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. 1994 May 25;271(20):1598-601.
doi: 10.1001/jama.271.20.1598.

Nosocomial Bloodstream Infection in Critically Ill Patients. Excess Length of Stay, Extra Costs, and Attributable Mortality

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Nosocomial Bloodstream Infection in Critically Ill Patients. Excess Length of Stay, Extra Costs, and Attributable Mortality

D Pittet et al. JAMA. .

Abstract

Objective: To determine the excess length of stay, extra costs, and mortality attributable to nosocomial bloodstream infection in critically ill patients.

Design: Pairwise-matched (1:1) case-control study.

Setting: Surgical intensive care unit (SICU) in a tertiary health care institution.

Patients: All patients admitted in the SICU between July 1, 1988, and June 30, 1990, were eligible. Cases were defined as patients with nosocomial bloodstream infection; controls were selected according to matching variables in a stepwise fashion.

Methods: Matching variables were primary diagnosis for admission, age, sex, length of stay before the day of infection in cases, and total number of discharge diagnoses. Matching was successful for 89% of the cohort; 86 matched case-control pairs were studied.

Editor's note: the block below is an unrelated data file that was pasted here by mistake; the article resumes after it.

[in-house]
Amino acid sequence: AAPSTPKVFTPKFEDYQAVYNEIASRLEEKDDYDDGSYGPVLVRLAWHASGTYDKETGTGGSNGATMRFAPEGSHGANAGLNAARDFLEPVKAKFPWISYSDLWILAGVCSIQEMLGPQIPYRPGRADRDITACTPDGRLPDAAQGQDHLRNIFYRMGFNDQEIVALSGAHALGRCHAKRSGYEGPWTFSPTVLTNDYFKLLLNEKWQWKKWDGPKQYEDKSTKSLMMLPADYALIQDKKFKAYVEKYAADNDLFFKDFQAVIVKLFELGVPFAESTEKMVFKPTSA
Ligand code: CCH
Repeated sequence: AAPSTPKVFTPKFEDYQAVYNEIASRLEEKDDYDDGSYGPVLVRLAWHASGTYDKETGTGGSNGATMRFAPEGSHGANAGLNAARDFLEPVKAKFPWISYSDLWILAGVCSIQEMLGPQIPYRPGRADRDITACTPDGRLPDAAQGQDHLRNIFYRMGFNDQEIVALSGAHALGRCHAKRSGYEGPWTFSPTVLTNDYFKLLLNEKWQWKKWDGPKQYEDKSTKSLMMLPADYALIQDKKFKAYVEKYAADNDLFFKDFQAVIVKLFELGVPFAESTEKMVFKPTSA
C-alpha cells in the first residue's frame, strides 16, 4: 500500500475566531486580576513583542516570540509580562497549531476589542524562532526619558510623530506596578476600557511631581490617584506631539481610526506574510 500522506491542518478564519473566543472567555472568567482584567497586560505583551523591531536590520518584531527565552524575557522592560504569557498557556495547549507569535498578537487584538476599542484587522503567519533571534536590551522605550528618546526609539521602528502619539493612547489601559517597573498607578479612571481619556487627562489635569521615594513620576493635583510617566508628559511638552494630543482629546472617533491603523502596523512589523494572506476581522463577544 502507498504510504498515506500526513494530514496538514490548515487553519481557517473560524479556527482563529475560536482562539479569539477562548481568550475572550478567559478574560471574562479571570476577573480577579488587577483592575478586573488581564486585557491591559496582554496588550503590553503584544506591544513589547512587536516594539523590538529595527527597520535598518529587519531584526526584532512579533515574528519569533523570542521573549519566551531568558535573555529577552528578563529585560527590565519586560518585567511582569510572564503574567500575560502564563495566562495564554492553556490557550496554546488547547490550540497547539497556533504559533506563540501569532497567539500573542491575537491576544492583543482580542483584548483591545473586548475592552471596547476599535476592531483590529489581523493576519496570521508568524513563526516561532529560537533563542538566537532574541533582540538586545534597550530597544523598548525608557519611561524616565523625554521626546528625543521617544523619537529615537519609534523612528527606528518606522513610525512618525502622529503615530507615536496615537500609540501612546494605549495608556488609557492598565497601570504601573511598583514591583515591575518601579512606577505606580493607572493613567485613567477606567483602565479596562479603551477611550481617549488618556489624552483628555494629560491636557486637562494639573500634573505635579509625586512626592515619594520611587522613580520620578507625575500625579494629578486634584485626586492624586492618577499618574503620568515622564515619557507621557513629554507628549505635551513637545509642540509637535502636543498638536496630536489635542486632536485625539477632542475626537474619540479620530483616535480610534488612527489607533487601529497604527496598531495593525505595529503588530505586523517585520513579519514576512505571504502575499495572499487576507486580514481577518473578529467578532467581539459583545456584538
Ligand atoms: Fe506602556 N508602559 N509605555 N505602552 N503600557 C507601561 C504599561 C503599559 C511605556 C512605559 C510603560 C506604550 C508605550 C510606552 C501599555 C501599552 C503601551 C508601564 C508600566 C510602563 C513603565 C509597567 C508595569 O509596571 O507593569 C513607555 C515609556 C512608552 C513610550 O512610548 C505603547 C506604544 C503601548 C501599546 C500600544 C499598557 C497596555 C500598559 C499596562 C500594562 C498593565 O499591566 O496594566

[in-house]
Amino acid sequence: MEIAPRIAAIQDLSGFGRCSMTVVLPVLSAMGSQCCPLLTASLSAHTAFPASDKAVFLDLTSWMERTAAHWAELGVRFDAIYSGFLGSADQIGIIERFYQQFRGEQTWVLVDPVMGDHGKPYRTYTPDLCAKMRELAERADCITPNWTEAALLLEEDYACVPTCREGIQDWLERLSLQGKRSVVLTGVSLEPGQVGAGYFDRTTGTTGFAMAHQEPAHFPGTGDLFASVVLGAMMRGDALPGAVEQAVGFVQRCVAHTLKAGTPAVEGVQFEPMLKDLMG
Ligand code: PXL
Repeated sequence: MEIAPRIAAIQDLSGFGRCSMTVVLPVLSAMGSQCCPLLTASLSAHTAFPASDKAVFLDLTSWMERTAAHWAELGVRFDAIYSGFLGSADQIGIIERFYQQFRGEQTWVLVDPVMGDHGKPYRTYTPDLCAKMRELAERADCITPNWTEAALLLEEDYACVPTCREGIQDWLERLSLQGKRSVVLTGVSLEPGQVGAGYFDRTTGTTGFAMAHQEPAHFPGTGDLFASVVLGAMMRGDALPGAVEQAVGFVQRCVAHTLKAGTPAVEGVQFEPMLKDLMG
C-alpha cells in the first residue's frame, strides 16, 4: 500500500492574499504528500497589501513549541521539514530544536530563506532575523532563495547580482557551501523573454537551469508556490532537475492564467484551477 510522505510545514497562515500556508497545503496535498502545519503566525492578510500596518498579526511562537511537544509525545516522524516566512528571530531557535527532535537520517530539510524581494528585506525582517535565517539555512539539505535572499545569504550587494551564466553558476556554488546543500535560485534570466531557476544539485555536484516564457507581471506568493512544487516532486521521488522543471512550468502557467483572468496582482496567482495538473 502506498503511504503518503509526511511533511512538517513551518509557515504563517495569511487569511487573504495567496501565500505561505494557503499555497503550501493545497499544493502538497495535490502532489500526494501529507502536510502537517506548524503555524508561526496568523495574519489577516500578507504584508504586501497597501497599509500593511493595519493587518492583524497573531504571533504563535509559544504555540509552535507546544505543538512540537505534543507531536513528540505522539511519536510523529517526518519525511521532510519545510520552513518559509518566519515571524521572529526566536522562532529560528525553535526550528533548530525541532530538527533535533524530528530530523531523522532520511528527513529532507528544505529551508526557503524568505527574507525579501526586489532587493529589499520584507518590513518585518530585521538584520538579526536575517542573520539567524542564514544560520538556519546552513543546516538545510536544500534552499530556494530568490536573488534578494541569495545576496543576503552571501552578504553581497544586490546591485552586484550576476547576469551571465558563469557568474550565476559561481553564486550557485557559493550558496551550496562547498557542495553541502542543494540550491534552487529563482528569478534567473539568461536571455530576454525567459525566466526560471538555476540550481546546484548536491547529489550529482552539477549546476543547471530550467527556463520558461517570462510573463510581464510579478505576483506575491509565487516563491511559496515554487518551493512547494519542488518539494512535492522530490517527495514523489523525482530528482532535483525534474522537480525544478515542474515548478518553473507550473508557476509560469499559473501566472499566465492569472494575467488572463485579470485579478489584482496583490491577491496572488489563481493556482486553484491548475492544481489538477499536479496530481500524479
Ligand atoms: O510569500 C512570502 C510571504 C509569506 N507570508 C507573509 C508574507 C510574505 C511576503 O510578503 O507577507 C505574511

Main outcome measures: Crude and attributable mortality, excess length of hospital and SICU stay, and overall costs.

Results: Nosocomial bloodstream infection complicated 2.67 per 100 admissions to the SICU during the study period. The crude mortality rates from cases and controls were 50% and 15%, respectively (P < .01); thus, the estimated attributable mortality rate was 35% (95% confidence interval, 25% to 45%). The median length of hospital stay significantly differed between cases and controls (40 vs 26 days, respectively; P < .01). When only matched pairs who survived bloodstream infection were considered (n = 41), cases stayed in the hospital a median of 54 days vs 30 days for controls (P < .01), and cases stayed in the SICU a median of 15 days vs 7 days for controls (P < .01). Thus, extra hospital and SICU length of stay attributable to bloodstream infection was 24 and 8 days, respectively. Extra costs attributable to the infection averaged $40,000 per survivor.

Conclusions: The attributable mortality from nosocomial bloodstream infection is high in critically ill patients. The infection is associated with a doubling of the SICU stay, an excess length of hospital stay of 24 days in survivors, and a significant economic burden.

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